Saturday, January 22, 2011

Lisa Graff

Lisa Graff has officially made her way onto my list of favorite authors. Two of her previous books, The Truth About Georgie and Umbrella Summer*, have been featured on the Texas Bluebonnet Award Master Reading List.

In her newest book, Sophie Simon Solves Them All, Graff writes for a little bit younger audience and gives us a little bit younger protagonist. Sophie Simon is not your average third grader. She's a genius, who is completely misunderstood by her parents. Her parents simply want her to be a well-adjusted kid. They would rather she speak Pig Latin than teach herself Japanese. They are absolutely horrified when they find a calculus textbook in her backpack. And, they want her to have friends. Sophie, though, isn't sure why she needs friends. She is content to read about civil disobedience and calculus, and try to figure out to get her parents to buy her the Pembo Q-60, a $100 graphing calculator which will come in handy for her calculus.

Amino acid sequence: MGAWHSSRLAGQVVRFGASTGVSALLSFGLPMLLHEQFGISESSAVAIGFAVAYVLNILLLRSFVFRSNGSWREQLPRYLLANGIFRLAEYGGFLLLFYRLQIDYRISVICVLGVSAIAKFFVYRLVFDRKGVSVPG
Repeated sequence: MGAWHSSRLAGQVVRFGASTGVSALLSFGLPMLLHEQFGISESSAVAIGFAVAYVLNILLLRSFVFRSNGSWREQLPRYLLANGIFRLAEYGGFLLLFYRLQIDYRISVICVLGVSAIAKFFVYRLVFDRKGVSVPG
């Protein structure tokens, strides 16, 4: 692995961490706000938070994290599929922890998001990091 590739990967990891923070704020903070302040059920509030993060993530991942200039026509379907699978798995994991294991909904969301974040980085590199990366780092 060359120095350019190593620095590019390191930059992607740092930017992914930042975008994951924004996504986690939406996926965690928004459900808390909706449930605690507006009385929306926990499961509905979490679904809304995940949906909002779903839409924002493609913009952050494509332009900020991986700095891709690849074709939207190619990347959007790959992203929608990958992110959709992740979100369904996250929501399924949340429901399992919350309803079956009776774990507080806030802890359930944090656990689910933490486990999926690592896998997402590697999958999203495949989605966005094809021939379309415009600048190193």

When one of Sophie's classmates comes to her with a problem, Sophie figures out a way to help her classmate and earn some money. Soon, she finds herself helping several other classmates, and comes to realize that maybe having a few friends isn't a bad thing.

One of my favorite things about this book? The terms of endearment Sophie's parents call her - things like walnut, snickerdoodle, garbanzo bean and lemon wedge.

Sophie Simon Solves Them All by Lisa Graff, pictures by Jason Beene
Farrar Straus Giroux  2010
grades 3-5
Reviewed from library copy

*Umbrella Summer manages to be both sweet and sad - it might make you cry, but it will also make you feel good and maybe even laugh. Read it.

Currently reading: The Confession by John Grisham and Juliet: A Novel by Anne Fortier

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